You’ve heard the saying, “an apple a day keeps the doctor away”. As it turns out, good nutrition isn’t the only way to prevent health problems. Soon we might be advising people, particularly those over 65, that a party a day keeps the psychiatrist away!
Okay, maybe a daily party would be a tad overkill. But recent research, published in the journal Neurology, has demonstrated a clear link between keeping busy and improved brain health.
Scientists at the Mayo Clinic tracked 2,000 adults over the age of 70, who were cognitively healthy (showed no signs of dementia or age-related cognitive decline). Participants were asked to report their activities, and their brain health was reassessed at the end of a five-year period.
What they found was that engaging in a single activity on a regular basis slightly reduces the risk of mild cognitive impairment. However, those who enjoyed several activities on a regular basis enjoy a significantly lower risk. It appears that the number and variety of activities pursued will multiply the cognitive benefits.
As study co-author Yonas Geda, M.D., a professor of psychiatry and neurology at Mayo Clinic, says: “It’s not just about engaging in an activity, it’s about mixing it up with two or more. Two activities are better than one, three are better than two, and four are better than three.”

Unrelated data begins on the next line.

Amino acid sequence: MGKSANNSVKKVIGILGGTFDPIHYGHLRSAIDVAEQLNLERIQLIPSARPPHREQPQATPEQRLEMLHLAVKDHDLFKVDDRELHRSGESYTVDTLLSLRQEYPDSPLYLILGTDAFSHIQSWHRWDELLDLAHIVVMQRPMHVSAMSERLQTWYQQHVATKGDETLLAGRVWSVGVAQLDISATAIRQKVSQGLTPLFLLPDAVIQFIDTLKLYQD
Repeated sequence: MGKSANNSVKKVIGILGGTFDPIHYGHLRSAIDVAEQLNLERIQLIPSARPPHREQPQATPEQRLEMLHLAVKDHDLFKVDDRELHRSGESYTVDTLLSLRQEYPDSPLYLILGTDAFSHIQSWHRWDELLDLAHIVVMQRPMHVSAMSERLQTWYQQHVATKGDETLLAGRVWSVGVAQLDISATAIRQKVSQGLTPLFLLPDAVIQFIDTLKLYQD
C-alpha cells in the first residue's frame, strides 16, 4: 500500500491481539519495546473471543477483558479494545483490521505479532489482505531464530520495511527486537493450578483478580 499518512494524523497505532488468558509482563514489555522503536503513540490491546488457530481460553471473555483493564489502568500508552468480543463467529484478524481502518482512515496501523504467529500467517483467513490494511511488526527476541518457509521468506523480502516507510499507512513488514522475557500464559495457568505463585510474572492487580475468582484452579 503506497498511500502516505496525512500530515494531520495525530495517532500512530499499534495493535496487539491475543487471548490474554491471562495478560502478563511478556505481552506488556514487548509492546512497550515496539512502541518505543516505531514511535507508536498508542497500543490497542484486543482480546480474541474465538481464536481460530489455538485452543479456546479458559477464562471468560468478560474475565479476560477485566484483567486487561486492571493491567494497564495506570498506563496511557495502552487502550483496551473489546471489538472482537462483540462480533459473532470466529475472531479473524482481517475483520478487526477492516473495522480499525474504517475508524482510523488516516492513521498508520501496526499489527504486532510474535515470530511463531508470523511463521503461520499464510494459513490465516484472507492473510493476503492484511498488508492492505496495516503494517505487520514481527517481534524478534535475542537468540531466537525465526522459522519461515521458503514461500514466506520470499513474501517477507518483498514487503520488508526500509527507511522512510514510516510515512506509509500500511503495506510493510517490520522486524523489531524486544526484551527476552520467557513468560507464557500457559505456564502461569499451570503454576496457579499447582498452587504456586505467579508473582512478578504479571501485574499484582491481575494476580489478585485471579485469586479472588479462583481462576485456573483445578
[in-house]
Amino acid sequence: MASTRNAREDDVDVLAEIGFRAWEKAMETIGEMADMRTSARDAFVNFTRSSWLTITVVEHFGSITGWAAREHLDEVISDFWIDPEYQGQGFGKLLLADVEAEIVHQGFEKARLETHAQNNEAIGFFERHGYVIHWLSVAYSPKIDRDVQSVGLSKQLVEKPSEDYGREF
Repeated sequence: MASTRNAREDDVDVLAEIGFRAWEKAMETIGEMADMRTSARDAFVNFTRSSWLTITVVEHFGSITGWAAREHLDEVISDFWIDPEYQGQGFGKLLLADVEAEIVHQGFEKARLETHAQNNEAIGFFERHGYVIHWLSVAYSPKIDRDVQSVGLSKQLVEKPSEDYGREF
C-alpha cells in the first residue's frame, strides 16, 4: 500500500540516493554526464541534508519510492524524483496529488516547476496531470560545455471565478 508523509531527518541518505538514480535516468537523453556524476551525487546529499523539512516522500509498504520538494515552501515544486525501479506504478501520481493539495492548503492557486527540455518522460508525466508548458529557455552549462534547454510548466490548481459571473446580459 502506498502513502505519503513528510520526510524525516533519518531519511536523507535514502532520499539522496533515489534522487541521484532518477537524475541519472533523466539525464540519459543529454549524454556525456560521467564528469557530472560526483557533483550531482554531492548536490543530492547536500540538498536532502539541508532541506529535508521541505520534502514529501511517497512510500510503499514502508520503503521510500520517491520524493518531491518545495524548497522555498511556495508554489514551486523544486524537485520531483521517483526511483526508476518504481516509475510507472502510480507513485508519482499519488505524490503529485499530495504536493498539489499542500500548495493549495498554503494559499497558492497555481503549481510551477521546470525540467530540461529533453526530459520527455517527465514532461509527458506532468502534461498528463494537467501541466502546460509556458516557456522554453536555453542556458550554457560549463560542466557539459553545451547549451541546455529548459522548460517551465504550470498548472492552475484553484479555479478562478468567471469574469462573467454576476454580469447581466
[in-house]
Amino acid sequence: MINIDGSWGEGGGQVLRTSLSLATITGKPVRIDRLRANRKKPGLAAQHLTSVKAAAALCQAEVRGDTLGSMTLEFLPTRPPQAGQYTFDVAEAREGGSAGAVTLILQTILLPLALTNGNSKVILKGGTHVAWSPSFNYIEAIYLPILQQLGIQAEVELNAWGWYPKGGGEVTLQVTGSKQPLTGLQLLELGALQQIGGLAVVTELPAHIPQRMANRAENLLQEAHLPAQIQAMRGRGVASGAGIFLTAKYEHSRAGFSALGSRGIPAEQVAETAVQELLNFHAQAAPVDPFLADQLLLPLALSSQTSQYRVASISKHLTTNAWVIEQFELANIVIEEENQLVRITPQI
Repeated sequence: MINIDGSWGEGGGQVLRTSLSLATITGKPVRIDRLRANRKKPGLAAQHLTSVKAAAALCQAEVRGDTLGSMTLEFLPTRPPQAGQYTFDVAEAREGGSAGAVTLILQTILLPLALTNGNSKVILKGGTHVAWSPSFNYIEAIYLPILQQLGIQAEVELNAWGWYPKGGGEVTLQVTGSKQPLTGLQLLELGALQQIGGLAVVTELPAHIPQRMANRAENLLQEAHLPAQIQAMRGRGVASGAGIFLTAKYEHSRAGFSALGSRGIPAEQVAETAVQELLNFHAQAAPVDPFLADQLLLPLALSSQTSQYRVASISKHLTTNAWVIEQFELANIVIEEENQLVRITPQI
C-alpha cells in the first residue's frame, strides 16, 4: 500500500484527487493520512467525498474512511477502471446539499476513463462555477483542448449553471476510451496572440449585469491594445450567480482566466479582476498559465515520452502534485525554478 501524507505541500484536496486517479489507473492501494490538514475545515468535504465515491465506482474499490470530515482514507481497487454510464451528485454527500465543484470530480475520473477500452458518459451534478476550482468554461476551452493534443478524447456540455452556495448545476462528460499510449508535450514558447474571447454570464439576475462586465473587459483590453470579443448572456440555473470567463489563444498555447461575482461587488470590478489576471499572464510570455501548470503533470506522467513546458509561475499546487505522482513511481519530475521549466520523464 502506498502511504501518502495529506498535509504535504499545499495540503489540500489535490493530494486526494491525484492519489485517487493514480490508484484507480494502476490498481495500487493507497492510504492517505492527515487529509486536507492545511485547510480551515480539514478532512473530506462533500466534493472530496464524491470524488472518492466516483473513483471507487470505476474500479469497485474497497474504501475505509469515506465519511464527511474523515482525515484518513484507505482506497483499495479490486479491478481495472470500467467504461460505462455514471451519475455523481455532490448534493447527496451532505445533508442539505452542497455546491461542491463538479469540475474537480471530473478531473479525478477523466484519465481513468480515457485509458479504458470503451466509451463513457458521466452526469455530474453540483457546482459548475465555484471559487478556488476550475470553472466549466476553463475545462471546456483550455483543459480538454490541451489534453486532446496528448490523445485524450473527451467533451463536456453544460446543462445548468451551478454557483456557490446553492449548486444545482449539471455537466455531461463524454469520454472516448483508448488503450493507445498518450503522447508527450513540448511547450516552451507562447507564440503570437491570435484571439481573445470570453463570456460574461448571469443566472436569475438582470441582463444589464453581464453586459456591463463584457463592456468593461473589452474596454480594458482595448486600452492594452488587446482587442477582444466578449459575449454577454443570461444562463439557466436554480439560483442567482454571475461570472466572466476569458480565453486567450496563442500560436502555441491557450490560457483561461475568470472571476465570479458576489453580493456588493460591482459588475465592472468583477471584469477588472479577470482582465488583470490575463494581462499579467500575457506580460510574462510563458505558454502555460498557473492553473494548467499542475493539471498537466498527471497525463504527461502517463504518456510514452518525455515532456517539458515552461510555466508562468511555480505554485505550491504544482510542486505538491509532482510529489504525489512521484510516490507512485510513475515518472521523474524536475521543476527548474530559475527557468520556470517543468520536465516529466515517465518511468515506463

So, what’s the ideal prescription for long-term cognitive health? Boost your brain function by choosing several activities, especially those that challenge different areas of your brain, and commit to them on a regular basis. Consider activities like puzzles, social gatherings, volunteer work, reading, painting, making crafts, learning a new card game, and so on. Engage in these three to five days per week, and you will improve your odds of staying healthier for longer.
If you do have any concerns about your cognitive health, or that of your spouse, consult with your physician right away. With early detection, treatment for cognitive decline is more effective and can improve your quality of life.